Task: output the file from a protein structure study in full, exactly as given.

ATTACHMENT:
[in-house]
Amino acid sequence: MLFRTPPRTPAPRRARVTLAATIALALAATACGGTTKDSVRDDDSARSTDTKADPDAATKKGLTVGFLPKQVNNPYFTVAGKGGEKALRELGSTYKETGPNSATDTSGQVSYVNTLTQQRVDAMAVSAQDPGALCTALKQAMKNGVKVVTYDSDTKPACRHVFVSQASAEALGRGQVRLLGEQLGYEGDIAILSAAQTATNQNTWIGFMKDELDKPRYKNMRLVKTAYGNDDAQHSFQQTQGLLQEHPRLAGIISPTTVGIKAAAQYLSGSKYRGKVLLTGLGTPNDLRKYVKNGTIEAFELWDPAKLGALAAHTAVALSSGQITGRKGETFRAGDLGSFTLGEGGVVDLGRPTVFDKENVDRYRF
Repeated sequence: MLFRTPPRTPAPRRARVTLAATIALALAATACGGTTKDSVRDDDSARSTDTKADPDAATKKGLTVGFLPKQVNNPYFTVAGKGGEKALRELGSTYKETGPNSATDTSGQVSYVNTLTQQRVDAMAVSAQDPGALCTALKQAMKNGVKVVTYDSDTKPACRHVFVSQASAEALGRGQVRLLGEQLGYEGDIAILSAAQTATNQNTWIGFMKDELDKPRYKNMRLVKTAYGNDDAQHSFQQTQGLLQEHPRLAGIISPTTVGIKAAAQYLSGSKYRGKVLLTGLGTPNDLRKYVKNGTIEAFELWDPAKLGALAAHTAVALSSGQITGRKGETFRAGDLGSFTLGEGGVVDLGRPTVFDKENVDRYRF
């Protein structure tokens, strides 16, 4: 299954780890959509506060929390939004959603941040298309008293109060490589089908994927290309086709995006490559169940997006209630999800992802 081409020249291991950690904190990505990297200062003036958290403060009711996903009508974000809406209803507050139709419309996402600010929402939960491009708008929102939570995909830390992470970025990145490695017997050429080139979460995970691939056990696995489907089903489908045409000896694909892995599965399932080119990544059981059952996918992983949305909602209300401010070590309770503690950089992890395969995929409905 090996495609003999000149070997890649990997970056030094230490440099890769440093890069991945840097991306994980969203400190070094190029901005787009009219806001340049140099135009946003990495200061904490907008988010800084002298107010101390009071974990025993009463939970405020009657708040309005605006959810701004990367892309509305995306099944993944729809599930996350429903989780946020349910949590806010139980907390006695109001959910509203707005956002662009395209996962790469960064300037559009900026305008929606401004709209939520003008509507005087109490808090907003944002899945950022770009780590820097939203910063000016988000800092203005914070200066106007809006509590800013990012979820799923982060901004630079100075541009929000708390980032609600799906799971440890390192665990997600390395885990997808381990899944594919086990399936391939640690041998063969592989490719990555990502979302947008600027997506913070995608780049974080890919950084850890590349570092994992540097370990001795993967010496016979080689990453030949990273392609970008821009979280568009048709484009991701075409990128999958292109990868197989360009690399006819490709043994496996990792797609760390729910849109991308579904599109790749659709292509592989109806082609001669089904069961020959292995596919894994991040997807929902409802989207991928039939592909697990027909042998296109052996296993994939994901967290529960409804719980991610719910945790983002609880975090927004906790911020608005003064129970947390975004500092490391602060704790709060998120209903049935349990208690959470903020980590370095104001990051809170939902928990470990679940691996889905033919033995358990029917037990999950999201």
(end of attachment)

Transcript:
[in-house]
Amino acid sequence: MLFRTPPRTPAPRRARVTLAATIALALAATACGGTTKDSVRDDDSARSTDTKADPDAATKKGLTVGFLPKQVNNPYFTVAGKGGEKALRELGSTYKETGPNSATDTSGQVSYVNTLTQQRVDAMAVSAQDPGALCTALKQAMKNGVKVVTYDSDTKPACRHVFVSQASAEALGRGQVRLLGEQLGYEGDIAILSAAQTATNQNTWIGFMKDELDKPRYKNMRLVKTAYGNDDAQHSFQQTQGLLQEHPRLAGIISPTTVGIKAAAQYLSGSKYRGKVLLTGLGTPNDLRKYVKNGTIEAFELWDPAKLGALAAHTAVALSSGQITGRKGETFRAGDLGSFTLGEGGVVDLGRPTVFDKENVDRYRF
Repeated sequence: MLFRTPPRTPAPRRARVTLAATIALALAATACGGTTKDSVRDDDSARSTDTKADPDAATKKGLTVGFLPKQVNNPYFTVAGKGGEKALRELGSTYKETGPNSATDTSGQVSYVNTLTQQRVDAMAVSAQDPGALCTALKQAMKNGVKVVTYDSDTKPACRHVFVSQASAEALGRGQVRLLGEQLGYEGDIAILSAAQTATNQNTWIGFMKDELDKPRYKNMRLVKTAYGNDDAQHSFQQTQGLLQEHPRLAGIISPTTVGIKAAAQYLSGSKYRGKVLLTGLGTPNDLRKYVKNGTIEAFELWDPAKLGALAAHTAVALSSGQITGRKGETFRAGDLGSFTLGEGGVVDLGRPTVFDKENVDRYRF
């Protein structure tokens, strides 16, 4: 299954780890959509506060929390939004959603941040298309008293109060490589089908994927290309086709995006490559169940997006209630999800992802 081409020249291991950690904190990505990297200062003036958290403060009711996903009508974000809406209803507050139709419309996402600010929402939960491009708008929102939570995909830390992470970025990145490695017997050429080139979460995970691939056990696995489907089903489908045409000896694909892995599965399932080119990544059981059952996918992983949305909602209300401010070590309770503690950089992890395969995929409905 090996495609003999000149070997890649990997970056030094230490440099890769440093890069991945840097991306994980969203400190070094190029901005787009009219806001340049140099135009946003990495200061904490907008988010800084002298107010101390009071974990025993009463939970405020009657708040309005605006959810701004990367892309509305995306099944993944729809599930996350429903989780946020349910949590806010139980907390006695109001959910509203707005956002662009395209996962790469960064300037559009900026305008929606401004709209939520003008509507005087109490808090907003944002899945950022770009780590820097939203910063000016988000800092203005914070200066106007809006509590800013990012979820799923982060901004630079100075541009929000708390980032609600799906799971440890390192665990997600390395885990997808381990899944594919086990399936391939640690041998063969592989490719990555990502979302947008600027997506913070995608780049974080890919950084850890590349570092994992540097370990001795993967010496016979080689990453030949990273392609970008821009979280568009048709484009991701075409990128999958292109990868197989360009690399006819490709043994496996990792797609760390729910849109991308579904599109790749659709292509592989109806082609001669089904069961020959292995596919894994991040997807929902409802989207991928039939592909697990027909042998296109052996296993994939994901967290529960409804719980991610719910945790983002609880975090927004906790911020608005003064129970947390975004500092490391602060704790709060998120209903049935349990208690959470903020980590370095104001990051809170939902928990470990679940691996889905033919033995358990029917037990999950999201």